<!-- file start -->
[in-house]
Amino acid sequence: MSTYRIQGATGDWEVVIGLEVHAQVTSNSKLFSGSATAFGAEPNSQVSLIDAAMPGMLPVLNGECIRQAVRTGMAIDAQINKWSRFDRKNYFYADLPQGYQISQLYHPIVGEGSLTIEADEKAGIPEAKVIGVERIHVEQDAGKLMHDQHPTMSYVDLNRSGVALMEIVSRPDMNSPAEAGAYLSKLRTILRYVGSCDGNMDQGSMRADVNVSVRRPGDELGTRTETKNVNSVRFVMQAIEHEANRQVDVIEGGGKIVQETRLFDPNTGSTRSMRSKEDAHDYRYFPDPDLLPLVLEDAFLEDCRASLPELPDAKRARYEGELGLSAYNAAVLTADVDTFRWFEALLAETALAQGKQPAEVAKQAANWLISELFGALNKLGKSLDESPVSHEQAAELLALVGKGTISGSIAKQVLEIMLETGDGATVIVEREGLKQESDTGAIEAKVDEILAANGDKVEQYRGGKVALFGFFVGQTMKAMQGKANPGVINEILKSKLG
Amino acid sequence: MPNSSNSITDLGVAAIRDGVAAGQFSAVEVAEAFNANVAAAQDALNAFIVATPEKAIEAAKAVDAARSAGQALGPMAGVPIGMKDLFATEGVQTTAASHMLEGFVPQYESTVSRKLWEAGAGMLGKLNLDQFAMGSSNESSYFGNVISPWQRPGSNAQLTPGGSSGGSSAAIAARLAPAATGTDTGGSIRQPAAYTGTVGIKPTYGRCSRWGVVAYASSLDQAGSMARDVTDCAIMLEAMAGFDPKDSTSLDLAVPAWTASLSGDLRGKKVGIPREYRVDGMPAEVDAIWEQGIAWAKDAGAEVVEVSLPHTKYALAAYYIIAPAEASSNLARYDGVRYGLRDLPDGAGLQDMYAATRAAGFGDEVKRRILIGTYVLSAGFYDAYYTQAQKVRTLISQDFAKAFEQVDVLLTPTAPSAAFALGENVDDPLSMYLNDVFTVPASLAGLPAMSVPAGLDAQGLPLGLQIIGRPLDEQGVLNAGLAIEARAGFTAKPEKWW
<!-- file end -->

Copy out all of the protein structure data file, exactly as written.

[in-house]
Amino acid sequence: MSTYRIQGATGDWEVVIGLEVHAQVTSNSKLFSGSATAFGAEPNSQVSLIDAAMPGMLPVLNGECIRQAVRTGMAIDAQINKWSRFDRKNYFYADLPQGYQISQLYHPIVGEGSLTIEADEKAGIPEAKVIGVERIHVEQDAGKLMHDQHPTMSYVDLNRSGVALMEIVSRPDMNSPAEAGAYLSKLRTILRYVGSCDGNMDQGSMRADVNVSVRRPGDELGTRTETKNVNSVRFVMQAIEHEANRQVDVIEGGGKIVQETRLFDPNTGSTRSMRSKEDAHDYRYFPDPDLLPLVLEDAFLEDCRASLPELPDAKRARYEGELGLSAYNAAVLTADVDTFRWFEALLAETALAQGKQPAEVAKQAANWLISELFGALNKLGKSLDESPVSHEQAAELLALVGKGTISGSIAKQVLEIMLETGDGATVIVEREGLKQESDTGAIEAKVDEILAANGDKVEQYRGGKVALFGFFVGQTMKAMQGKANPGVINEILKSKLG
Amino acid sequence: MPNSSNSITDLGVAAIRDGVAAGQFSAVEVAEAFNANVAAAQDALNAFIVATPEKAIEAAKAVDAARSAGQALGPMAGVPIGMKDLFATEGVQTTAASHMLEGFVPQYESTVSRKLWEAGAGMLGKLNLDQFAMGSSNESSYFGNVISPWQRPGSNAQLTPGGSSGGSSAAIAARLAPAATGTDTGGSIRQPAAYTGTVGIKPTYGRCSRWGVVAYASSLDQAGSMARDVTDCAIMLEAMAGFDPKDSTSLDLAVPAWTASLSGDLRGKKVGIPREYRVDGMPAEVDAIWEQGIAWAKDAGAEVVEVSLPHTKYALAAYYIIAPAEASSNLARYDGVRYGLRDLPDGAGLQDMYAATRAAGFGDEVKRRILIGTYVLSAGFYDAYYTQAQKVRTLISQDFAKAFEQVDVLLTPTAPSAAFALGENVDDPLSMYLNDVFTVPASLAGLPAMSVPAGLDAQGLPLGLQIIGRPLDEQGVLNAGLAIEARAGFTAKPEKWW